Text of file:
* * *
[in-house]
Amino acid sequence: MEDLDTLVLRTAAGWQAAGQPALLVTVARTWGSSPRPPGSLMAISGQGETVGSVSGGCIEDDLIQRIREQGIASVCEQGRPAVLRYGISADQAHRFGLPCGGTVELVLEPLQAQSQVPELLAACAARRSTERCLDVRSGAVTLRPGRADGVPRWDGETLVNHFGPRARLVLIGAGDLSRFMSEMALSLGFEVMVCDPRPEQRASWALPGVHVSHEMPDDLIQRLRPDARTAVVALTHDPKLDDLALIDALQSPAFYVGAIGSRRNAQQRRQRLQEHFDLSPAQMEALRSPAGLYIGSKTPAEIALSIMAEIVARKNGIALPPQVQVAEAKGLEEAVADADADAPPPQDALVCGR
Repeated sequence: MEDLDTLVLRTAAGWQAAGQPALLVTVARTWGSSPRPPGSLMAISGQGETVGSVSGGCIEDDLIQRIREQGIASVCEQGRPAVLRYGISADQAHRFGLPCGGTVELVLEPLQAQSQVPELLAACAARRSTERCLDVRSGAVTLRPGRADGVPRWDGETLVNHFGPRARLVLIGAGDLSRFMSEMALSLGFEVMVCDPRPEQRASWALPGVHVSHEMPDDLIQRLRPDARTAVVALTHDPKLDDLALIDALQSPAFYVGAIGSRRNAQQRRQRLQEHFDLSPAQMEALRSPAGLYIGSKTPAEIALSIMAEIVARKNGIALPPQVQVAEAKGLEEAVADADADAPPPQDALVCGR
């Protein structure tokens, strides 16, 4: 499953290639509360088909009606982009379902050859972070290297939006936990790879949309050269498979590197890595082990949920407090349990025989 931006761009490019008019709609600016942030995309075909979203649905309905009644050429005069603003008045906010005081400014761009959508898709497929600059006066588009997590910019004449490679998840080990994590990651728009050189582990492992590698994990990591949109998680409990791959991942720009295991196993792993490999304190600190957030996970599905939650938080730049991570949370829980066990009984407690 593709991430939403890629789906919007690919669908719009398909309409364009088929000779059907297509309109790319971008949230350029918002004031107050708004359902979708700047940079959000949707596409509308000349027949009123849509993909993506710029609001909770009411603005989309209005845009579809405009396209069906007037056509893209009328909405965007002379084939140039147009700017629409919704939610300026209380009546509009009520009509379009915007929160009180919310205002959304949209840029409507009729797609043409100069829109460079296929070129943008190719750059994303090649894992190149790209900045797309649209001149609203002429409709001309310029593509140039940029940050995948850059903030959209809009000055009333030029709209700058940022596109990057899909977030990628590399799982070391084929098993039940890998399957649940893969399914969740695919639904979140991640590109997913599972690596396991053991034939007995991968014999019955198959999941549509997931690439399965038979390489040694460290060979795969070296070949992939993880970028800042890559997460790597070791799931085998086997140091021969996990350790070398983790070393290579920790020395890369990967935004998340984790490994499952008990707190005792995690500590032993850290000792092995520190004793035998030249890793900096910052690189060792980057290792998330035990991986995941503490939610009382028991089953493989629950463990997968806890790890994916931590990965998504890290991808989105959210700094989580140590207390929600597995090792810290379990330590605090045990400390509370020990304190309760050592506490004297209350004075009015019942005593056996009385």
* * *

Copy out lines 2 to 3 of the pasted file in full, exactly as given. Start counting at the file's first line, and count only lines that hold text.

Amino acid sequence: MEDLDTLVLRTAAGWQAAGQPALLVTVARTWGSSPRPPGSLMAISGQGETVGSVSGGCIEDDLIQRIREQGIASVCEQGRPAVLRYGISADQAHRFGLPCGGTVELVLEPLQAQSQVPELLAACAARRSTERCLDVRSGAVTLRPGRADGVPRWDGETLVNHFGPRARLVLIGAGDLSRFMSEMALSLGFEVMVCDPRPEQRASWALPGVHVSHEMPDDLIQRLRPDARTAVVALTHDPKLDDLALIDALQSPAFYVGAIGSRRNAQQRRQRLQEHFDLSPAQMEALRSPAGLYIGSKTPAEIALSIMAEIVARKNGIALPPQVQVAEAKGLEEAVADADADAPPPQDALVCGR
Repeated sequence: MEDLDTLVLRTAAGWQAAGQPALLVTVARTWGSSPRPPGSLMAISGQGETVGSVSGGCIEDDLIQRIREQGIASVCEQGRPAVLRYGISADQAHRFGLPCGGTVELVLEPLQAQSQVPELLAACAARRSTERCLDVRSGAVTLRPGRADGVPRWDGETLVNHFGPRARLVLIGAGDLSRFMSEMALSLGFEVMVCDPRPEQRASWALPGVHVSHEMPDDLIQRLRPDARTAVVALTHDPKLDDLALIDALQSPAFYVGAIGSRRNAQQRRQRLQEHFDLSPAQMEALRSPAGLYIGSKTPAEIALSIMAEIVARKNGIALPPQVQVAEAKGLEEAVADADADAPPPQDALVCGR